Tanzania gives Burundian refugees more time to return home

Briefing Notes, 30 June 2009

This is a summary of what was said by UNHCR spokesperson William Spindler to whom quoted text may be attributed at the press briefing, on 30 June 2009, at the Palais des Nations in Geneva.

UNHCR has welcomed a decision by the Tanzanian government to give more time for the voluntary repatriation of some 36,000 Burundian camp-based refugees.

The Mtabila refugee camp in Kasulu district in north-western Tanzania, the last remaining camp hosting Burundian refugees in the country, was scheduled for closure today, 30 June, when all its residents were expected to voluntarily repatriate home.

However, on June 20 World Refugee Day the Tanzanian Minister of Home Affairs, Hon. Lawrence Masha, announced that more time will be given to the Burundians, who have been refugees in the country since 1990s, to go back to Burundi.

The refugees will now have the chance to plan their return home during the traditional high season for repatriation which runs to the end of September.

The Minister also reiterated that no refugee will be forcibly returned and reaffirmed his government's commitment to uphold international laws and standards relating to the protection of refugees.

The Burundian peace process has paved the way for the return of one of Africa's longest staying refugee populations. Since 2002, UNHCR has assisted the voluntary repatriation of over 485,000 Burundian refugees from the neighbouring countries of Tanzania, DRC and Rwanda.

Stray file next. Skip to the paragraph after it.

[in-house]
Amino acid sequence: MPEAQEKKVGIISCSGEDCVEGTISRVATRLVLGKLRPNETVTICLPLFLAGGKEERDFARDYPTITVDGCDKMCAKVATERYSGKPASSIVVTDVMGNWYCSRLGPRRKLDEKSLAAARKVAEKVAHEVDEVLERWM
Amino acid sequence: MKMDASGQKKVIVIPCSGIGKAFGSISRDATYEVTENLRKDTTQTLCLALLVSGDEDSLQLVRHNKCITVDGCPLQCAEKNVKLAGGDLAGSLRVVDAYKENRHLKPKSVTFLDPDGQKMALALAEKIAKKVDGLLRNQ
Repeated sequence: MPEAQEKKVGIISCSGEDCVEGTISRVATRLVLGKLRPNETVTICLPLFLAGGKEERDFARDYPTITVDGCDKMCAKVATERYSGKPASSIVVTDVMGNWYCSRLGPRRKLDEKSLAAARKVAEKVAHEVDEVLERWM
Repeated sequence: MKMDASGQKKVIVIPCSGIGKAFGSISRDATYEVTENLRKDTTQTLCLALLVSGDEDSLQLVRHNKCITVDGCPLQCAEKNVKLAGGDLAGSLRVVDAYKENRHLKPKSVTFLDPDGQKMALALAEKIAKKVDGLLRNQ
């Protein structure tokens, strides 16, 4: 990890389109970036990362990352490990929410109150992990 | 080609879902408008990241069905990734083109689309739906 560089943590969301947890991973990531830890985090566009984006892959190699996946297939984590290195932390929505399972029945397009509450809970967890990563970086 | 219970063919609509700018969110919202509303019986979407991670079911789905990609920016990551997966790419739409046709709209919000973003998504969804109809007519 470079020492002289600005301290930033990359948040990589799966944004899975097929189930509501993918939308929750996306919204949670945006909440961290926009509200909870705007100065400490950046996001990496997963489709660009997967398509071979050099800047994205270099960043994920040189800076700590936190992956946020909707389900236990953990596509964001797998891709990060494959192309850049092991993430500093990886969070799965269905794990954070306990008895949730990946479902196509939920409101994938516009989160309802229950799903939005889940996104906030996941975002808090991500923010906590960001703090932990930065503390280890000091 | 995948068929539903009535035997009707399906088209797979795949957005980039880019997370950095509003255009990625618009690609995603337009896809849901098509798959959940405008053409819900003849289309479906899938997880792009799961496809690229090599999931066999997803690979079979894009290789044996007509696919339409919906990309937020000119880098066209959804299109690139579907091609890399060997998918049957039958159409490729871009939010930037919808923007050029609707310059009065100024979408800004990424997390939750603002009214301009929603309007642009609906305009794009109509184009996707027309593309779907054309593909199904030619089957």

Over the last 37 years, Burundi's conflict has triggered waves of displacement, making the central African nation one of the biggest refugee producing countries in the world.

The remaining 36,000 refugees in Mtabila camp fled to Tanzania to escape the ethnic violence in Burundi in the last 16 years.

In addition, there are the "1972" Burundian refugees in three 'old settlements' in Rukwa and Tabora regions in western Tanzania. In a landmark decision in 2008, the Tanzanian government gave a choice to these refugees to return home or apply for Tanzanian citizenship.

Some 165,000 of them decided to stay and applied for naturalisation, while another 55,000 opted to return to Burundi. Of these, some 40,000 have returned home with the help of UNHCR and the remaining 15,000 are registered to repatriate to their homeland before the end of year.

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Repatriation

UNHCR works with the country of origin and host countries to help refugees return home.

Second Dialogue on Protection Challenges, December 2008

An informal discussion among stakeholders about protracted refugee situations.

Finding a Home on Ancestral Land

Somali Bantu refugees gaining citizenship in Tanzania

The Nansen Refugee Award 2005

Burundian humanitarian worker Maggy Barankitse received the 2005 Nansen Refugee Award for her tireless work on behalf of children affected by war, poverty and disease. The Nansen medal was presented at a grand ceremony in Brussels by H.R.H. Princess Mathilde of Belgium and UN Deputy High Commissioner for Refugees Wendy Chamberlin.